The promising genotype HRDTUR001 was tested in farmer’s field during 2013 and 2014 in Nala, Kavre, Kalbhairab–1, Dailekh and Pakhribas. On an average, HRDTUR001 was ready to first harvest at 45 days after transplanting. The productivity of HRDTUR001 was higher than Purple Top at all sites. The highest edible root of HRDTUR001 was recorded at Dailekh (30.08t/ha) followed by Pakhribas (28.05 t/ha) and Kavre 26.11 t/ha (Table 5). Farmers from all the sites (Kavre, Dailekh and Pakhribas) preferred HRDTUR001 for its attractive colour, marketable size and better taste.

Table 5 Performance of turnip genotypes tested at farmer’s field (2013-2014)

2.6 Pest and
So far data received from different station and farmers' field, genotype HRDTUR001 was not suffered from severe attack of any disease and insect because of regular spray of Dithane M-45 and Rogar with good care and management. However, alternaria leaf spot and aphidwere recorded from this genotype (Table 6).

Table 6 Disease and insect scoring of the tested genotypes (1-9 scale)

2.7 Economic analysis
Cost of production was calculated by taking into consideration the expenditure incurred on cost for the field preparation, sowing, fertilizer application, weeding, pesticide application, material cost like seed, pesticides and fertilizers. Experiment was conducted in farmers’ field in Nala, Kavre to know about the economic performance of selected genotype. The Net Income 241,200/- (2680 USD) was computed from HRDTUR001. Detail cost of cultivation and income presented in (Table 7).

Table 7 Summary of cost of production

2.8 Recommended domain
Turnip is best adapted to cool or moderate climates. Mid hills are the main recommended domains for the cultivation of the turnip genotype HRDTUR001. Mid hills regions, where the elevation ranges 1000 to 1500 masl are mainly suitable to grow the turnip genotype HRDTUR001. Turnip can be grown in all kinds of soils but it grows well in loam soil having sufficient humus. The well-drained, sandy loam soil is ideal for its cultivation. The extremely light sandy soil or too heavy soils should be avoided. In such soils either the plant growth is hampered or forked or defective roots are formed which are unfit for market. The pH level should be between 6.0 and 6.8, but the turnips will be able to grow in anything up to level 7.5.Cool and moist climate is most favourable for growing turnip. However, it can also be grown where summers are mild. The roots develop best flavour, texture, and size at a temperature of 10°–15°C. The short day length and cool weather favour proper development of roots. The long day and high temperature induce early bolting even without adequate development of roots. In hot weather, roots become fibrous, tough and more pungent. The Asiatic types can tolerate high temperature, while temperate types are quick-growing and flourish well under cool weather. The areas under FFT were dominated for cultivation of different vegetables like potato, tomato, cauliflower, cabbage, onion and garlic. With the development of new turnip variety which is transplanted in September and harvested by October-November, tomato-turnip-garden pea cropping system will emerge as a most beneficial cropping system particularly for mid hills. Similarly, maize based cropping system (maize-turnip-pea) is also possible in mid hills of Nepal.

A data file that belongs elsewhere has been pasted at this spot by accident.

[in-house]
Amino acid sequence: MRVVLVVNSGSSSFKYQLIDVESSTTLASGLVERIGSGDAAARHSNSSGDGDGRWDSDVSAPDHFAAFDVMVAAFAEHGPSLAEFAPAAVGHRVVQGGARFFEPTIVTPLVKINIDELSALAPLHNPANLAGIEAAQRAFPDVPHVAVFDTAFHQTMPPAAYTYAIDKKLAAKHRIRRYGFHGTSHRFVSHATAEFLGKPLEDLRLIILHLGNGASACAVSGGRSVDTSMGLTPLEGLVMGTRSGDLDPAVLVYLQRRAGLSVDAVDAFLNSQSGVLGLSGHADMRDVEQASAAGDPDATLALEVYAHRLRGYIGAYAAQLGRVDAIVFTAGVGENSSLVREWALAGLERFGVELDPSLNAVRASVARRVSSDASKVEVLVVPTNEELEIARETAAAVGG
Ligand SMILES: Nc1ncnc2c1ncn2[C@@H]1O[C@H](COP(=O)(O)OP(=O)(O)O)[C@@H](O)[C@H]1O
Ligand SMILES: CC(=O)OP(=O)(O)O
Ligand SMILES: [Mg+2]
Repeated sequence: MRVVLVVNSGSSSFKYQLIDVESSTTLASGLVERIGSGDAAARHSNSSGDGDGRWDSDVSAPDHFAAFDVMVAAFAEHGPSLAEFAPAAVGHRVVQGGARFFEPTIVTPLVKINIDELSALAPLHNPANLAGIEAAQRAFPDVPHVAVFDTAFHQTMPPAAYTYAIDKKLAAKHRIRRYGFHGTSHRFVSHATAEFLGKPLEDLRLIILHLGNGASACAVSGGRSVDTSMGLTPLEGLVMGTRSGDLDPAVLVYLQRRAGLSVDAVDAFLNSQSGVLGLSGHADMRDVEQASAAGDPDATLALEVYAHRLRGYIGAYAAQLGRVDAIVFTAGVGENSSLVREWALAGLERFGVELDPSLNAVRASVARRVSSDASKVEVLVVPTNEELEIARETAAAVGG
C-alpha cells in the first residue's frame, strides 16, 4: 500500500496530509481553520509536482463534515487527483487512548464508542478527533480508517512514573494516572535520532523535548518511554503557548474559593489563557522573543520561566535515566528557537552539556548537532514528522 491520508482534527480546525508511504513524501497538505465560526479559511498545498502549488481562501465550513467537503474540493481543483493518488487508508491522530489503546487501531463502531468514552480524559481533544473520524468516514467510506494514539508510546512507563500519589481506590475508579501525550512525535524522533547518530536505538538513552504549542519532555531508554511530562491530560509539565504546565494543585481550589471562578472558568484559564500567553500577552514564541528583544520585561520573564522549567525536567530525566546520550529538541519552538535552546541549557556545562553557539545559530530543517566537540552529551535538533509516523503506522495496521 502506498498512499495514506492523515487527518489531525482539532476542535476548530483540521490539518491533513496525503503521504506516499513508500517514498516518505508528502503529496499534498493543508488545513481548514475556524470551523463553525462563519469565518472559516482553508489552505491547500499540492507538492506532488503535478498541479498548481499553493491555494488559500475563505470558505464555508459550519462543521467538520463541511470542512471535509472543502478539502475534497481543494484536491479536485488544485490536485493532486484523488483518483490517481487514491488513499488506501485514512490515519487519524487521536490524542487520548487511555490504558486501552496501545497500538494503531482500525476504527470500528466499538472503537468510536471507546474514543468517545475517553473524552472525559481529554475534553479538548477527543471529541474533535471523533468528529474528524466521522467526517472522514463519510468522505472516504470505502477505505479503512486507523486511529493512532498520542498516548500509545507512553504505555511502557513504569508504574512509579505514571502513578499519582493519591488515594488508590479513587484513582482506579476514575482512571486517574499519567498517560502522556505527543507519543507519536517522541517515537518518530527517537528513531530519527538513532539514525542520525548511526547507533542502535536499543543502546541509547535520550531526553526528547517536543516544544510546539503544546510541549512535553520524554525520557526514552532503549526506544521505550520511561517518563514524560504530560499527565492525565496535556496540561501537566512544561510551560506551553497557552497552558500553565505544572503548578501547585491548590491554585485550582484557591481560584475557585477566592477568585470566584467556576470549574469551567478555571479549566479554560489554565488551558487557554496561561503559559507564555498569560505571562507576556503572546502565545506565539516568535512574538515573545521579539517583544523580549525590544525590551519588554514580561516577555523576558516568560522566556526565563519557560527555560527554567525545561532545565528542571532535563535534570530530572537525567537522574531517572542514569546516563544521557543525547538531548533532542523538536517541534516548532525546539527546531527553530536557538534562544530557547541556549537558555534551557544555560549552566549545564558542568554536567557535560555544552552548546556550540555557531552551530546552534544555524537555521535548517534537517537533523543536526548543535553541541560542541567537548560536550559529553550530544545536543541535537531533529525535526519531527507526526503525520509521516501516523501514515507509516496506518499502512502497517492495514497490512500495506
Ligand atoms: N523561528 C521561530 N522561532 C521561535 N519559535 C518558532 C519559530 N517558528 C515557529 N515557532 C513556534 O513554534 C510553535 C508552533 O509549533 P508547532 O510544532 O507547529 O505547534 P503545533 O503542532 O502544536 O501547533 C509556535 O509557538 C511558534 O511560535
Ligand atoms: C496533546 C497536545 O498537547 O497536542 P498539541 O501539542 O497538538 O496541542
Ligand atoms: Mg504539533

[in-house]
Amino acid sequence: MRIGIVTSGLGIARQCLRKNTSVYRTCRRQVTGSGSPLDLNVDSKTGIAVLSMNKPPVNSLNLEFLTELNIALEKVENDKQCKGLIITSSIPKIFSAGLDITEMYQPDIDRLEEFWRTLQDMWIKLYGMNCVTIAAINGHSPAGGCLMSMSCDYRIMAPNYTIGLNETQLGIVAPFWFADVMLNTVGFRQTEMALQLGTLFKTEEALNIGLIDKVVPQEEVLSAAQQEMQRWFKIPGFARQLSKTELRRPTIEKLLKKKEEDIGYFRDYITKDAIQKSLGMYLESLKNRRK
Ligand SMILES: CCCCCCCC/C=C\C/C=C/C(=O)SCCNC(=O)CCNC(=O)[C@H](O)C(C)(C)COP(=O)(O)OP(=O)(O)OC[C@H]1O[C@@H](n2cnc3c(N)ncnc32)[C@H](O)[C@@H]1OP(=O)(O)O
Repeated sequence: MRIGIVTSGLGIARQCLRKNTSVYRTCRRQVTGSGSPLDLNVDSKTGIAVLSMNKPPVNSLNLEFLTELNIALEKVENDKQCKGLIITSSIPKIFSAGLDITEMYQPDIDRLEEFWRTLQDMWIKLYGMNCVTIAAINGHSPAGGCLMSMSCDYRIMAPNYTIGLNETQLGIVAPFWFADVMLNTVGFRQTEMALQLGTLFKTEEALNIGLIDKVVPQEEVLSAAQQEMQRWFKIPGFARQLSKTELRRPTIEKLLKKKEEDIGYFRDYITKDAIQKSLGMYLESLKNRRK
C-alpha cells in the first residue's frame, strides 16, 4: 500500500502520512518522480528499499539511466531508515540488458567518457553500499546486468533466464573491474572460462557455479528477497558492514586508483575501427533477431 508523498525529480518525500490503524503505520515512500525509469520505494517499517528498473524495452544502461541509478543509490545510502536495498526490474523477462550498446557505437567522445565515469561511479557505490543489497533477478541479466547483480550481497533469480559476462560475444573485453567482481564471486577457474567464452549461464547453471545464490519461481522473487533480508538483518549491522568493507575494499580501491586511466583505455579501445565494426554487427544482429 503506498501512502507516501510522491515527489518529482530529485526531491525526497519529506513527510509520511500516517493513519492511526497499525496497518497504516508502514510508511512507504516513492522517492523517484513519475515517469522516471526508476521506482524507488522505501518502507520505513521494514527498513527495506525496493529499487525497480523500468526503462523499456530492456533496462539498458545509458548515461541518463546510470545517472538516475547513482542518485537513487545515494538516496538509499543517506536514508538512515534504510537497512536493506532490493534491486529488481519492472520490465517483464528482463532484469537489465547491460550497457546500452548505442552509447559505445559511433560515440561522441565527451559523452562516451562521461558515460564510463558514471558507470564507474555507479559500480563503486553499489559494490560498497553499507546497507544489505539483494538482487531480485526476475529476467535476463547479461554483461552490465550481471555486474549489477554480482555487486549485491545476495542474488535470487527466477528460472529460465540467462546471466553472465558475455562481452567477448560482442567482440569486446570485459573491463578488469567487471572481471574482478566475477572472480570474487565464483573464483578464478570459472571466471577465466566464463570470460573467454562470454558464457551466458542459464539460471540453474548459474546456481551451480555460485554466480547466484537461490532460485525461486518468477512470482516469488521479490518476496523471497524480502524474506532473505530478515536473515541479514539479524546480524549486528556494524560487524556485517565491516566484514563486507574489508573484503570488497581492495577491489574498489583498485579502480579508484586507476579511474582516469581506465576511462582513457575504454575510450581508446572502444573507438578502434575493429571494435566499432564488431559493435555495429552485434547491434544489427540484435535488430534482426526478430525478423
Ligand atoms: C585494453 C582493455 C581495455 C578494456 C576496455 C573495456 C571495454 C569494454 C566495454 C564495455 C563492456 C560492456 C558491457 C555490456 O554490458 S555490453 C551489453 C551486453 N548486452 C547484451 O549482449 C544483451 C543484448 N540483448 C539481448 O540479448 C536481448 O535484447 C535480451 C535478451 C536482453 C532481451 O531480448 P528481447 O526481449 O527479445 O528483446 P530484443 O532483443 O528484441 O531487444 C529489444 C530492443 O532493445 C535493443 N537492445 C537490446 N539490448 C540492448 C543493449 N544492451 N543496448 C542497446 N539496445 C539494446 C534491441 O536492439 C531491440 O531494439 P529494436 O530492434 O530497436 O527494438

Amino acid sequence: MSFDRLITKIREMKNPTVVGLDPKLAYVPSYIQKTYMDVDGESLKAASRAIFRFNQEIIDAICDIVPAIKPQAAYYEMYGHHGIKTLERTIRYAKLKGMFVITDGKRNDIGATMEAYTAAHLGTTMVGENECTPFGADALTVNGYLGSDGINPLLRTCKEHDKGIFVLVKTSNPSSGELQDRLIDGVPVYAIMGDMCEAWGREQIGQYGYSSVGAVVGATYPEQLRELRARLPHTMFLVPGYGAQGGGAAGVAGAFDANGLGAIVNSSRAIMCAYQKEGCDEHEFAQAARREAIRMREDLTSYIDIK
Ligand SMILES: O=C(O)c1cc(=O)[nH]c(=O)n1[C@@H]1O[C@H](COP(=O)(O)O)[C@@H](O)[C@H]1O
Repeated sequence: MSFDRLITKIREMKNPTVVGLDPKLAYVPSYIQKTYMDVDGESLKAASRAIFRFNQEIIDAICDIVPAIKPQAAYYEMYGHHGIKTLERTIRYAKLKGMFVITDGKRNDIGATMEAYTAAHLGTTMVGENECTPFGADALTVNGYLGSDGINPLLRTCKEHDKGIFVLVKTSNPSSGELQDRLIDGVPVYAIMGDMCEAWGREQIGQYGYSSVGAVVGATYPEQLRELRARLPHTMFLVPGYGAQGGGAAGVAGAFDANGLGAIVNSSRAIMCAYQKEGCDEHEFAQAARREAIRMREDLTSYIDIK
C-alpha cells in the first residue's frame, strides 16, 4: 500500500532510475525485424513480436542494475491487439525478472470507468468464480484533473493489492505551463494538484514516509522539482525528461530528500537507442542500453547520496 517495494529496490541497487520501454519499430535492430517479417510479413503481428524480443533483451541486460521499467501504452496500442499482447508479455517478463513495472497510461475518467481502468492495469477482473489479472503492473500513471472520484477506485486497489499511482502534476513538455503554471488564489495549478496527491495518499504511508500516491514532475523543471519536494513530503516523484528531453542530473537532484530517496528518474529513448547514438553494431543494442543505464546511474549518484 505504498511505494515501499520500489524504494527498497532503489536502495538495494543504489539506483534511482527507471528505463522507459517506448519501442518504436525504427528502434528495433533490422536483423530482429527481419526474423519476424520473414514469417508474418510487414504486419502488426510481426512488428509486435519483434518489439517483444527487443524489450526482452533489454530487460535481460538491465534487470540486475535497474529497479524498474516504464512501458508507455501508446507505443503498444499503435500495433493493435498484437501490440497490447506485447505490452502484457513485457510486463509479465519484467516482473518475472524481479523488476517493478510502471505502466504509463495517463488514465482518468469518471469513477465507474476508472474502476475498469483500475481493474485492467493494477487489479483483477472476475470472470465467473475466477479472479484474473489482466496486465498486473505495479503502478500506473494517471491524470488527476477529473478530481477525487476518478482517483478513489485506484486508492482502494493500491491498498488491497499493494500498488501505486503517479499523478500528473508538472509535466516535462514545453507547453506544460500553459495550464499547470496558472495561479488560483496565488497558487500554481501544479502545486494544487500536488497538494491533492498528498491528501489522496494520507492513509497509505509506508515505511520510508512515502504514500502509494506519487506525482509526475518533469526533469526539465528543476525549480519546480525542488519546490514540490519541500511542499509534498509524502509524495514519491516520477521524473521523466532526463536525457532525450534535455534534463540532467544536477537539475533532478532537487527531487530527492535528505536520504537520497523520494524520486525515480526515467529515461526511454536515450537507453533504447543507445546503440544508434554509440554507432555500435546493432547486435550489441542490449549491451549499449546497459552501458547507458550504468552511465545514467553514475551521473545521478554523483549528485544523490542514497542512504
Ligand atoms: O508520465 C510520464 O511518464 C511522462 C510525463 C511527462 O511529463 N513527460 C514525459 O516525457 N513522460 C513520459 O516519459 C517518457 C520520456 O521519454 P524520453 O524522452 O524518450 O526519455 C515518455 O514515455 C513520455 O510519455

We would like to acknowledge all the farmers for their active participation and cooperation during on farm research. All the support staff working at Horticulture Research Division, Khumaltar, Agriculture Research Station, Dailekh and Agriculture Research Station, Pakhribas are also acknowledged for their help during the experiment.
Bhattarai, D.R. and N.G. Pradhan. 2014. Varietal characteristics and production technology of Kathmandu Red turnip. NARC publication serial no. 0069-2013/14. Horticulture Research Division, Khumaltar, Lalitpur, Nepal
CBS. 2010. Nepal vegetable crop survey 2009/10 a statistical report. Central Bureau of Statistics (CBS), National Planning Commission Secretariat, Government of Nepal
Chauhan, D.V.S. 1996. Vegetable Production in India. Ram Prasad & Sons, Agra, India
DFTQC. 2012. Food composition table for Nepal. National Nutrition Program. Department of Food Technology and Quality Control, Babarmahal, Kathmandu, Nepal
HRD, 2006. Annual Report. Horticulture Research Division, Nepal Agricultural Research Council, Khumaltar, Lalitpur
HRD, 2013. Annual Report. Horticulture Research Division, Nepal Agricultural Research Council, Khumaltar, Lalitpur
MOAD. 2012. Statistical Information on Nepalese Agriculture. Agri-business Promotion and Statistics Division, Ministry of Agricultural Development, Singha Durbar, Kathmandu, Nepal
Nath, P.S. and D.P. Singh. 1987. Vegetable for the tropical region. Indian Council of Agricultural Research, New Delhi, India
Saini, G.S. 1996. A text book of vegetable production. Aman publishing house, Meerut, India

Thompson, A.K. 1996. Postharvest Technology of fruits and vegetables. Blackwell Science Ltd. Berlin, Germany